Trump’s critics on both the left and right will have plenty more to criticize, too, and so will many of his disappointed supporters. They’ll all have plenty of arguments that can’t be reputed in the compressed characters of a “tweet,” and we expect that weekend’s news cycle will be brutal. After that it should be just the unusual unfavorable press, though, with people either believing it or disbelieving it according to their preferences, and Trump will have hundreds of hundreds day left to make America so great again that your head will spin.
He might even pull it off, or convince another electoral majority that he did, and we’ll keep our fingers crossed. These past 100 days quite arguably would have been worse with a President Clinton, after all. In the meantime, we’ll try to accomplish more with our own next 100 days.

— Bud Norman

Debating to a Desultory Draw

Two of America’s most widely reviled people had a 90-minute nationally televised argument Monday night about which one of them is the worst, and expectations are that the audience was bigger than anything since the series finale of Jerry Seinfeld’s show about nothing. Even our happily apolitical brother in Colorado called shortly beforehand to say he was skipping the evening’s National Football League contest to watch the first presidential debate, which is saying something, but we expect that the massive audience was as disappointed as we were.
The so-loyal-he-could-shoot-someone supporters of Republican nominee Donald Trump were no doubt disappointed that Democratic nominee Hillary Clinton didn’t keel over or drop dead or at least require an extended bathroom break during the ordeal, as all their latest health rumors had predicted, and at the end of the 90 minutes she was even able to riposte Trump’s question’s about her stamina with a plausible boast about all the miles she’d logged and the hours of congressional inquiries about her various scandals she’d survived. Clinton was feisty enough for the hour-and-a-half to get in a few digs that had Trump on the defensive, make a disarmingly apologetic answer about that ongoing e-mail scandal, spin some heartwarming yarns about her small businessman pop and her toddler granddaughter, and generally strike that middle note between presidential and shrill.
Although we doubt that any of Trump’s so-loyal-he-could-shoot-someone supporters were swayed by Clinton’s performance, we expect that anyone still undecided about about which of these two widely reviled people is worst considered it the abject humiliation that Trump promised as he taunted his way through debates with a wide field of vastly more qualified Republican opponents. Clinton’s more reluctant supporters will probably concede, meanwhile, will have to concede that she also didn’t score any knock-outs.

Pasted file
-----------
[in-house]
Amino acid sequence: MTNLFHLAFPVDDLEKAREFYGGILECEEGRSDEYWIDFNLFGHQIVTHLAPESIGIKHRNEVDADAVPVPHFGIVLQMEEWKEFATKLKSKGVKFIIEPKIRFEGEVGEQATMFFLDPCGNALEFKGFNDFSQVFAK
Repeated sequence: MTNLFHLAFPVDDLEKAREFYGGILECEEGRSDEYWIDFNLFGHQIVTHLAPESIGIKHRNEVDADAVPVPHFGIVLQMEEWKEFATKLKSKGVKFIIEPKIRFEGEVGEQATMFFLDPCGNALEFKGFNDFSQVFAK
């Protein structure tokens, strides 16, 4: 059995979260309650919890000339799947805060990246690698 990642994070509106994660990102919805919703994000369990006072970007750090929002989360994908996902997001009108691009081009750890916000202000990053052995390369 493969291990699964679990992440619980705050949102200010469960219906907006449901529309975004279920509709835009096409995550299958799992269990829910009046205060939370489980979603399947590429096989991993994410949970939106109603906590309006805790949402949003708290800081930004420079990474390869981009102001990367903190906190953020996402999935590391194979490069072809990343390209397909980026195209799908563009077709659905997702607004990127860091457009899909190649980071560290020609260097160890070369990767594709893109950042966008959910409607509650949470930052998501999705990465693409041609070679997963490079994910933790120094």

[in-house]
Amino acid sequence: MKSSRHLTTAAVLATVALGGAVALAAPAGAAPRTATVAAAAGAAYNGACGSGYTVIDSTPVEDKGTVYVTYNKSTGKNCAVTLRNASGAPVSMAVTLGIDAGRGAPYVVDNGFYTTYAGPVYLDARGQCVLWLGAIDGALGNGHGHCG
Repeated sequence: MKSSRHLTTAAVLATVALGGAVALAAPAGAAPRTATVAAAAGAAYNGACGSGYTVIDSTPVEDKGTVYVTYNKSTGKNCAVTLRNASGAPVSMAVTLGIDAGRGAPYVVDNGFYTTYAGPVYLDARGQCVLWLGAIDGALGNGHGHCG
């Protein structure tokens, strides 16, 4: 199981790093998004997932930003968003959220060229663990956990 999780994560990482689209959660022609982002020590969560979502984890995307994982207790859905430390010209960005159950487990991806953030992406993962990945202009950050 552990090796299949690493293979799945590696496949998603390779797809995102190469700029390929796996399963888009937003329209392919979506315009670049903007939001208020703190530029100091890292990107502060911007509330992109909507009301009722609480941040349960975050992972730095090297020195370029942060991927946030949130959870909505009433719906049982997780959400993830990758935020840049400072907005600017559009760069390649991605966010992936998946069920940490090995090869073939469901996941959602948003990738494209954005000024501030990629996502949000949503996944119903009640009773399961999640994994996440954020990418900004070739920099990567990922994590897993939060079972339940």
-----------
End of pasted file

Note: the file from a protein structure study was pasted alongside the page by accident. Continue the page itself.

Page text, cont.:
Trump didn’t go on any racist tirades or mock anyone’s handicaps or boast about his penis size, as he did during his successful run through those vastly more qualified candidates on his way to the Republican nomination, and he even made a show of addressing his opponent as “Secretary.” He got in a few digs of his own, and even if none of them will be widely-looped soundbites today neither will be any of his already-familiar gaffes. After a half-hour or so When he finished with a boast about his superior presidential temperament it got a laugh from the studio audience, which had mostly been as quiet as instructed, but we doubt many were tuned in by that point.
Anyone paying any attention to the more substantive parts of the so-called debate were likely the most disappointed. The boring part started off with Trump asserting that since the North American Free Trade Agreement was signed American manufacturing employment had declined, Clinton failing to note that American manufacturing output has also increased since then due to the technological innovations that have actually had more to do with that employment decline, and neither candidate sounding at all like the understood the economic realities of the moment. Clinton blasted the “Trumped-up trickle down economics” of her opponents tax plan, he failed to defend the Reagan economic record or make the arguments about her soak-the-rich nonsense, and it all devolved into a shouting match about how much money his rich dad had loaned him to start his much bragged-about business. Trump denied having “tweeted” that global warming is a hoax invented by the Chinese, which he actually did, and although we think it is a hoax we doubt it invented by the Chinese and have to score that a desultory draw. He criticized her awful decision to topple the Libyan dictatorship of the undeniably awful yet largely defanged Moammar Gaddafi, which led to all the lies she told about the lives lost in the aftermath in Benghazi, but she rightly pointed out that he had advocated the same policy, and we have no doubt he would have told the same sort of lies about the aftermath, so we now have to score even that deplorable and disqualifying episode in her career as a draw.